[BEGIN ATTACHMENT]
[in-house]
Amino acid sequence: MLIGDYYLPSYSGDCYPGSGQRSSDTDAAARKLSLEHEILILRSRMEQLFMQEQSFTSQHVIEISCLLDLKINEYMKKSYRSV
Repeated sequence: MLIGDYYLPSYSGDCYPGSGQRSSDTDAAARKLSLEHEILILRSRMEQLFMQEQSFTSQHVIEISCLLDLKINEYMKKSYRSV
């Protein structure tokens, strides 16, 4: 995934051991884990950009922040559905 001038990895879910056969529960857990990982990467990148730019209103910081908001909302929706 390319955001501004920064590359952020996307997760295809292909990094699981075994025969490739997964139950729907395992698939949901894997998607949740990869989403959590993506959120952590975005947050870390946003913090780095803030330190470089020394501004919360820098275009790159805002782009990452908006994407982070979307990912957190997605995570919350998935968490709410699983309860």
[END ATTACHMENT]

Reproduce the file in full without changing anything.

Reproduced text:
[in-house]
Amino acid sequence: MLIGDYYLPSYSGDCYPGSGQRSSDTDAAARKLSLEHEILILRSRMEQLFMQEQSFTSQHVIEISCLLDLKINEYMKKSYRSV
Repeated sequence: MLIGDYYLPSYSGDCYPGSGQRSSDTDAAARKLSLEHEILILRSRMEQLFMQEQSFTSQHVIEISCLLDLKINEYMKKSYRSV
């Protein structure tokens, strides 16, 4: 995934051991884990950009922040559905 001038990895879910056969529960857990990982990467990148730019209103910081908001909302929706 390319955001501004920064590359952020996307997760295809292909990094699981075994025969490739997964139950729907395992698939949901894997998607949740990869989403959590993506959120952590975005947050870390946003913090780095803030330190470089020394501004919360820098275009790159805002782009990452908006994407982070979307990912957190997605995570919350998935968490709410699983309860």